I was leaving a family celebration last week and stopped to say “thank you” to the restaurant manager to whom I had only spoken on the phone. He smiled and we shook hands. I glanced at his teeth (an irresistible temptation to a dentist) and saw – to my surprise – an extra left canine tooth! This is very rare and something I have never seen before. Should I say something or not? Would that be insulting? But I couldn’t resist so I mentioned this anomaly to him as nicely as I could, all the while trying to hide my excitement. He laughed out loud, giving me a really good look at this supplemental tooth (we call it a supernumerary tooth). Yes, he said, he has known about it and has had conflicting opinions on whether or not to have it extracted. I weighed in my opinion – yes, have it extracted if possible because it looks funny sitting up there above the plane of occlusion. He let me take a photo and we parted, best friends.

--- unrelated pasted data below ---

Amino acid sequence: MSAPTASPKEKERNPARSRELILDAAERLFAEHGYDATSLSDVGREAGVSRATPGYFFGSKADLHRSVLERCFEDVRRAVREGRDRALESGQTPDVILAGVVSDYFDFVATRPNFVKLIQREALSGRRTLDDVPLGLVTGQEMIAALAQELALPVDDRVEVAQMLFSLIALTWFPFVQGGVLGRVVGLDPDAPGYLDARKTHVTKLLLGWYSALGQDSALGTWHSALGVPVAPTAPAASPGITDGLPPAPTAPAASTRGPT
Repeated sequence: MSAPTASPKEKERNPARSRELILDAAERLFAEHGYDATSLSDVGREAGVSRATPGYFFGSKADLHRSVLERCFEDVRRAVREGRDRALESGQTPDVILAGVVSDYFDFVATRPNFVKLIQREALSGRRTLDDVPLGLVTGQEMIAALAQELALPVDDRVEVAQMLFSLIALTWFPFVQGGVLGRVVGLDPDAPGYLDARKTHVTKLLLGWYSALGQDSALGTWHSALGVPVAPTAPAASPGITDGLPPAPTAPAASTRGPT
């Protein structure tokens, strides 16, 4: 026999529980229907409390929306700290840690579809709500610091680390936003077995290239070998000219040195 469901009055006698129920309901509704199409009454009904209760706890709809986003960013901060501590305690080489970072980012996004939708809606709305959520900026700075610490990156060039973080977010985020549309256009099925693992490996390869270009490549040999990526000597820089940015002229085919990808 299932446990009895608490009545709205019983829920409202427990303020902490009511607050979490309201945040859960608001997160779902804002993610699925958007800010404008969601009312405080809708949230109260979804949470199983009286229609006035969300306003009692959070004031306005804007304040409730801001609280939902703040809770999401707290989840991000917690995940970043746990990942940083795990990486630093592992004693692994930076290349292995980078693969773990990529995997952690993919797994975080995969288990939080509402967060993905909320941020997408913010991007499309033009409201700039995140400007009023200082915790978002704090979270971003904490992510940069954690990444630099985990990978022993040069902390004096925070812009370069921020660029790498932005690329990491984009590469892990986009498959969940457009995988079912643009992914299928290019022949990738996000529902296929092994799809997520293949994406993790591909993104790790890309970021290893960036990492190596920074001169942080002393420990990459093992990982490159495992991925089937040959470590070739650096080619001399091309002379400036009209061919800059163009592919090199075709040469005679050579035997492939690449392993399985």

Supernumeraries do occur – usually an extra central incisor, and one of my dental school classmates was famous for having an extra wisdom tooth. But it is more common for teeth to be congenitally missing. The lateral incisors are most commonly missing and lower bicuspid teeth. Today these missing teeth are replaced with implants.